What is the #pH# of a solution whose concentration is #0.450*mol*L^-1# in ammonia; #K_b=1.80xx10^-5#?

1 Answer
Mar 6, 2017

Answer:

#pH=11.5#

Explanation:

We interrogate the equilibrium:

#NH_3(aq) + H_2O(l) rightleftharpoons NH_4^(+) + HO^-#.

We set up the equilibrium in the usual way:

#K_b=1.80xx10^-5=([NH_4^+][HO^-])/([NH_3(aq)])#

And we call the concentration of ammonia that hydrolyzes #x#.

And thus: #K_b=1.80xx10^-5=x^2/(0.450-x)#

If, we assume that #0.450>x#, then #x_1=sqrt(1.80xx10^-5xx0.450)#

#=2.85xx10^-3#, which is indeed small compared to #0.450#, but since we have an estimate for #x_1#, we can put it thru the washing again, and come up with:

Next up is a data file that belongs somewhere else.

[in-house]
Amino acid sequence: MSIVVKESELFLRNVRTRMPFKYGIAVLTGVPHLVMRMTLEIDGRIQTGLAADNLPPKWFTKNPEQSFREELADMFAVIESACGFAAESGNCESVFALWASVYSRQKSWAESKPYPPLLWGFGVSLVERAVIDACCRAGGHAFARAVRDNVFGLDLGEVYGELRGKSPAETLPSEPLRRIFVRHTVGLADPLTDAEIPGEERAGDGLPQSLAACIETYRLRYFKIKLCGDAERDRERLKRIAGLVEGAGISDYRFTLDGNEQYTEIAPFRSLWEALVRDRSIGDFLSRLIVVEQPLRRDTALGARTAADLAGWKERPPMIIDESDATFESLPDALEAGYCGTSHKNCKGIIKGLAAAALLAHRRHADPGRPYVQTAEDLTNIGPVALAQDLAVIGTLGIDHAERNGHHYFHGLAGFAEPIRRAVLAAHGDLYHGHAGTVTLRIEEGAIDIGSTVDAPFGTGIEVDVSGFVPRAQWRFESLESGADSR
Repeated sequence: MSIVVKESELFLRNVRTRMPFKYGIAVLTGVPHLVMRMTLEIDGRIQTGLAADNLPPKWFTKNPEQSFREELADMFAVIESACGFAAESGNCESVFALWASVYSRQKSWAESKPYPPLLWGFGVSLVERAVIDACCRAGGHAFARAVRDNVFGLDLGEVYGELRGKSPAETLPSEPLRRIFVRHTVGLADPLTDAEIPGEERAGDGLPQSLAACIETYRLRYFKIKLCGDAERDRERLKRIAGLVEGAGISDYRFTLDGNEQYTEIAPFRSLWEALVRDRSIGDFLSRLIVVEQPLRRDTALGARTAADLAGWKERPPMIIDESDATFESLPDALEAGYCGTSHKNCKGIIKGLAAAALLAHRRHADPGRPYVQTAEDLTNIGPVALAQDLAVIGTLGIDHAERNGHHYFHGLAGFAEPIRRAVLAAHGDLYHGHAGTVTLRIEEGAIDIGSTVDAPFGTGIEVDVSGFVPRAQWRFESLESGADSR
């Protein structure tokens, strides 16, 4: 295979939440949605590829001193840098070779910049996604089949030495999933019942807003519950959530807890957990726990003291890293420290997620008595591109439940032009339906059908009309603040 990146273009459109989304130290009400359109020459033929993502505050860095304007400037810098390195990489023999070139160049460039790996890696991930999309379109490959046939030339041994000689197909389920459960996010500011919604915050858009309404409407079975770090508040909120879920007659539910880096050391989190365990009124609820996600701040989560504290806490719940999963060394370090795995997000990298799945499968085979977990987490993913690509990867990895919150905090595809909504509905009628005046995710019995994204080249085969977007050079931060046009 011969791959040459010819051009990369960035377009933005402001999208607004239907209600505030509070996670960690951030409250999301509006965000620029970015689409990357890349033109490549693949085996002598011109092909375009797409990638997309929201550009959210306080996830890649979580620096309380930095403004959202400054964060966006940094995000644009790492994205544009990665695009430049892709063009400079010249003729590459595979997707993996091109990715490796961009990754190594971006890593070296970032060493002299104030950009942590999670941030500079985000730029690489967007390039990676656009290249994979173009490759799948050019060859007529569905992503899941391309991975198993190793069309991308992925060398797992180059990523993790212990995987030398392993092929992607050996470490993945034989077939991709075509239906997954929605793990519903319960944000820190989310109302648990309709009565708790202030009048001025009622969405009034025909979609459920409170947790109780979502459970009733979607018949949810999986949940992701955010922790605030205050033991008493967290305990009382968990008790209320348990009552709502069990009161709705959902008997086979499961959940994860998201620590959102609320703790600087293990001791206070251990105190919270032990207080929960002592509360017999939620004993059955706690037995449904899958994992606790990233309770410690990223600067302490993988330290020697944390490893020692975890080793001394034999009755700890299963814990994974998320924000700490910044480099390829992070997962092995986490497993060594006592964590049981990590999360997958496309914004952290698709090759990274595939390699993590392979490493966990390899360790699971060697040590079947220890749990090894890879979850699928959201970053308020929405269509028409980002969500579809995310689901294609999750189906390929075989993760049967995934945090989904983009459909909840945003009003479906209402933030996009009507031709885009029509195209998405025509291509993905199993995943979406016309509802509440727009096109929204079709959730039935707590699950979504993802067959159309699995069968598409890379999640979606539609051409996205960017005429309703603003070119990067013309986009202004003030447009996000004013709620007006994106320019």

#x_2=sqrt(1.80xx10^-5xx(0.450-2.85xx10^-3))=2.84xx10^-3#

#x_3=sqrt(1.80xx10^-5xx(0.450-2.84xx10^-3))=2.84xx10^-3#

Clearly I am making a meal of the successive approximations, but I think you can get the gist of the operation. Approximate, then substitute, then resubstitute, till you reach a consistent answer. Alternatively, you could have used the quadratic equation, but here there are more terms to include, and more mistakes (potentially) to make.

And thus at equilibrium,

#[NH_4^+]=[HO^-]=2.84xx10^-3*mol*L^-1#

#pOH=-log_10[HO^-]=-log_10(2.84xx10^-3)=2.55#

And, since in aqueous solution, #pH+pOH=14#, #pH=11.45#.

If I were you, I would apply this general method to other #pH# problems. You can get very efficient at their solutions, and you must practise how to manipulate your calculator.